Hartsville to get 'technology incubator'
Jan 29, 2013 (The Messenger - McClatchy-Tribune Information Services via COMTEX) --
HARTSVILLE, S.C. -- Hartsville will soon have its own 'technology incubator' designed to boost business investment in the city and bring technology-related jobs to the community.
City Council gave first-reading approval to an ordinance authorizing the lease of office space in a city-owned building in the downtown area to the newly formed Hartsville Community Development Foundation. The building is located at 145 W. Carolina Ave. and currently houses the city's Public Service Department. The foundation will lease the front part of the building while city staff will continue to use the back portion of the building.
The lease agreement will provide office space for the foundation and space where entrepreneurs can share ideas and, officials hope, foster the growth of technology-oriented businesses that will bring new higher-paying jobs to Hartsville.
Officials also hope that creating new technology-related jobs locally will generate new and keep it in the city.
The nonprofit Hartsville Community Development Foundation was established last June as an initiative of the Greater Hartsville Chamber of Commerce to foster community improvement projects.
The foundation will partner with Clemson University to develop and implement the technology incubator project. Clemson will provide services and support for the project.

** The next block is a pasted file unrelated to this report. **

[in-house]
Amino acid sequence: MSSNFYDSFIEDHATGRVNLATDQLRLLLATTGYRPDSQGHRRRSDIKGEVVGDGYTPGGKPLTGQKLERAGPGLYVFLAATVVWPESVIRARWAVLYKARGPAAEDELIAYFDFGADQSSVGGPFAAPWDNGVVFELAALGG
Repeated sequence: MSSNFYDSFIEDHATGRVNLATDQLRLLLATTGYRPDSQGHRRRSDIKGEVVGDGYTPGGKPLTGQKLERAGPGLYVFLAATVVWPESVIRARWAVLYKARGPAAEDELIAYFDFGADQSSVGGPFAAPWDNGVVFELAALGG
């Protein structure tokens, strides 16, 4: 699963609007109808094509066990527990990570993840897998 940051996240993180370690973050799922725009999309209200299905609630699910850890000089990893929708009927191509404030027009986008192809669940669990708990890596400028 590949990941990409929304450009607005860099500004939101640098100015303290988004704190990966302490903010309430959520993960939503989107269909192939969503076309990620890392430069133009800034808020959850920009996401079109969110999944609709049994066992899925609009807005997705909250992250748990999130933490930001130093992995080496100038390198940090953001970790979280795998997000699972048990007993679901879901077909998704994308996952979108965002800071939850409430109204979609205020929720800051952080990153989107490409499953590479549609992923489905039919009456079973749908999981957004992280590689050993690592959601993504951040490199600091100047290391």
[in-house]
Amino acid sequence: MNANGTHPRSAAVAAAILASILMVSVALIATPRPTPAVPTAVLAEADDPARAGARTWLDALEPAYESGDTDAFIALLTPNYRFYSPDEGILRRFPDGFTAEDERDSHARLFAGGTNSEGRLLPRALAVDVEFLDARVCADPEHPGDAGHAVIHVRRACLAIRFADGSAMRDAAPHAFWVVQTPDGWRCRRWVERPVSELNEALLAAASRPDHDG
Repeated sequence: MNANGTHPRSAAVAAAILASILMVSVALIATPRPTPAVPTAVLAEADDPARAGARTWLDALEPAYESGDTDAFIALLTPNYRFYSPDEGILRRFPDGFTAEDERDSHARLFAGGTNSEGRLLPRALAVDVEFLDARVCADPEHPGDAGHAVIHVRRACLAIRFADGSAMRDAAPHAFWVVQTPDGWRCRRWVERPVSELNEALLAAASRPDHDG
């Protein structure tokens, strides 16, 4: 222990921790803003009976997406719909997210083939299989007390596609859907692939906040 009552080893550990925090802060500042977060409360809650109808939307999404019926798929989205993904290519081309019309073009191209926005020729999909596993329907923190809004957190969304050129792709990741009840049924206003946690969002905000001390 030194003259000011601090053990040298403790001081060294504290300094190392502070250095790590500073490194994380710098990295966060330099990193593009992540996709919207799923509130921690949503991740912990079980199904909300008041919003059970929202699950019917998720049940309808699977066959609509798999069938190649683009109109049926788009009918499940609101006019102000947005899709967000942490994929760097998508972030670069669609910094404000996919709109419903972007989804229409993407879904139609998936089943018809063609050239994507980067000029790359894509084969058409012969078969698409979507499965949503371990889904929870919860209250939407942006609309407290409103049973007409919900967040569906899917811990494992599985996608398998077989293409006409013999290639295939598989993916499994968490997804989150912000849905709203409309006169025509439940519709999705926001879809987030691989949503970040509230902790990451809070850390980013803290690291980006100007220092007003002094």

The project is based on a model that is being used successfully used in Bluffton, officials said.
Its Board of Directors includes representatives of the chamber, city government, Coker College, the S.C. Governor's School for Science and Mathematics, industry, small business, utilities and finance.
The community development foundation is working on developing a master plan for Hartsville using $100,000 in grant funding provided by the Byerly Foundation.
"We need a space where ideas can grow," said Nancy McGee, co-chair of the foundation's Board of Directors.
Council also agreed to allow the city manager negotiate an agreement with the foundation over the cost of employee services.
Earlier this month, McGee asked council to consider designating a director the foundation plans to hire as a city employee. The city manager will serve as the director's supervisor.
Funding for the position will be provided by the foundation but will be funneled through the city as a "conduit."
In addition to the lease and employment agreement, council also agreed to give the community development foundation $20,000 in city funds for the sole purpose of demolishing derelict houses in the city.
City officials said the foundation, because of its interest in improving the physical appearance of Hartsville, has expressed a willingness to run a program to aid property owners in the demolition of uninhabitable or abandoned dwellings with the financial support of city government.
Officials said the move will help the city by expediting efforts to clean up and get rid of uninhabitable or abandoned dwellings and improve the appearance of the city.
The employment agreement and the demolition agreement were approved through two resolutions, which require only one reading. The ordinance authorizing the lease agreement will require final approval on second reading which is expected in February.
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